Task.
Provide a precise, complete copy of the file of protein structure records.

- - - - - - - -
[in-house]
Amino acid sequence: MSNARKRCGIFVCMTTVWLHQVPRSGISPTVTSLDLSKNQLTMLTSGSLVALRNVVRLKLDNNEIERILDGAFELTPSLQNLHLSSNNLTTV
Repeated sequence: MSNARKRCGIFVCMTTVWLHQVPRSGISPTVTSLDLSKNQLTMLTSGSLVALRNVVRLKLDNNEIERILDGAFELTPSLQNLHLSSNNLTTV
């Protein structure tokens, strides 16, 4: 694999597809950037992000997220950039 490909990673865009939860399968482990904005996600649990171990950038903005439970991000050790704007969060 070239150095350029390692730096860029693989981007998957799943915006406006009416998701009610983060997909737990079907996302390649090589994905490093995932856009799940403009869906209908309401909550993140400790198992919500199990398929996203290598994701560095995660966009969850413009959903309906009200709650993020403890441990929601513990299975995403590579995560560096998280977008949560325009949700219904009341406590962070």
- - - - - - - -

[in-house]
Amino acid sequence: MSNARKRCGIFVCMTTVWLHQVPRSGISPTVTSLDLSKNQLTMLTSGSLVALRNVVRLKLDNNEIERILDGAFELTPSLQNLHLSSNNLTTV
Repeated sequence: MSNARKRCGIFVCMTTVWLHQVPRSGISPTVTSLDLSKNQLTMLTSGSLVALRNVVRLKLDNNEIERILDGAFELTPSLQNLHLSSNNLTTV
């Protein structure tokens, strides 16, 4: 694999597809950037992000997220950039 490909990673865009939860399968482990904005996600649990171990950038903005439970991000050790704007969060 070239150095350029390692730096860029693989981007998957799943915006406006009416998701009610983060997909737990079907996302390649090589994905490093995932856009799940403009869906209908309401909550993140400790198992919500199990398929996203290598994701560095995660966009969850413009959903309906009200709650993020403890441990929601513990299975995403590579995560560096998280977008949560325009949700219904009341406590962070």